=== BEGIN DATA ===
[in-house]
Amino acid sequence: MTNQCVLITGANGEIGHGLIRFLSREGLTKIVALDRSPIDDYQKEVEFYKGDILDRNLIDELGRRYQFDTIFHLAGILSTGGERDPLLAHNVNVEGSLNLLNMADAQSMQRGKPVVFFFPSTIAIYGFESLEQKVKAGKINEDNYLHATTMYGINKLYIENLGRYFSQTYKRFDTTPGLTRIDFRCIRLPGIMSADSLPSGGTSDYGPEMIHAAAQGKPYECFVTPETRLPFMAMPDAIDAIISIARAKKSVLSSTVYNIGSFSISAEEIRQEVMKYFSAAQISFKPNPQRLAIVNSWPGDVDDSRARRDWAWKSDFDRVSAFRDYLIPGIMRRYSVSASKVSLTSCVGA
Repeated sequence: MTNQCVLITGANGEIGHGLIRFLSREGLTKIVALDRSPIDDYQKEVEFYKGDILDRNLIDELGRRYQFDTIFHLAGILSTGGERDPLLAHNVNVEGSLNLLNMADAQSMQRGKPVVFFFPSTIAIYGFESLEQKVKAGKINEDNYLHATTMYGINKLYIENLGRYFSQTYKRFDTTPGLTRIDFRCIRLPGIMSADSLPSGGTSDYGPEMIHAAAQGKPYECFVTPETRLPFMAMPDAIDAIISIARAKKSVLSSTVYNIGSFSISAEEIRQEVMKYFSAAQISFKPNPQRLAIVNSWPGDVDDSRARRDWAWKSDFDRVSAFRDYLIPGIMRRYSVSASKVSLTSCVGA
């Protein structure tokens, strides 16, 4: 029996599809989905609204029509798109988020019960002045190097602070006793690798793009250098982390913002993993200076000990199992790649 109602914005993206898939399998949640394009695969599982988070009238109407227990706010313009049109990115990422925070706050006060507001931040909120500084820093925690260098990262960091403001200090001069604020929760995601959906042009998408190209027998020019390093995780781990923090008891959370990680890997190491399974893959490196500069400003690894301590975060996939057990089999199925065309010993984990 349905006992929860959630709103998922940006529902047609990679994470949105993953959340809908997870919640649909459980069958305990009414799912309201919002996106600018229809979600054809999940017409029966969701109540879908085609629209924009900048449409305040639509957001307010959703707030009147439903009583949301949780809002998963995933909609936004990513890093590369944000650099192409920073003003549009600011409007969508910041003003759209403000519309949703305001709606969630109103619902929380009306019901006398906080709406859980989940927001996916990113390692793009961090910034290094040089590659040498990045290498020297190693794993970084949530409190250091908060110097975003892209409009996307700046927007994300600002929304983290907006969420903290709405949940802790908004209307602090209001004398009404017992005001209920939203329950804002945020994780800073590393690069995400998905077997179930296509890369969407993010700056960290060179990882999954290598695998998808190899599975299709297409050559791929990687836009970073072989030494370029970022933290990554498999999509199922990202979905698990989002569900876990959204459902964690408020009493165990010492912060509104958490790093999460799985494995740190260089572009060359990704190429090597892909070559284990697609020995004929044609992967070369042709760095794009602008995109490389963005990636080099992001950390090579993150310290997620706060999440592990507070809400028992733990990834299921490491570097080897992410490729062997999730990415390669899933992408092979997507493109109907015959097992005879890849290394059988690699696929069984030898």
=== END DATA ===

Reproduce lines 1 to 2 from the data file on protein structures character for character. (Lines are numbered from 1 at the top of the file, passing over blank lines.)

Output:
[in-house]
Amino acid sequence: MTNQCVLITGANGEIGHGLIRFLSREGLTKIVALDRSPIDDYQKEVEFYKGDILDRNLIDELGRRYQFDTIFHLAGILSTGGERDPLLAHNVNVEGSLNLLNMADAQSMQRGKPVVFFFPSTIAIYGFESLEQKVKAGKINEDNYLHATTMYGINKLYIENLGRYFSQTYKRFDTTPGLTRIDFRCIRLPGIMSADSLPSGGTSDYGPEMIHAAAQGKPYECFVTPETRLPFMAMPDAIDAIISIARAKKSVLSSTVYNIGSFSISAEEIRQEVMKYFSAAQISFKPNPQRLAIVNSWPGDVDDSRARRDWAWKSDFDRVSAFRDYLIPGIMRRYSVSASKVSLTSCVGA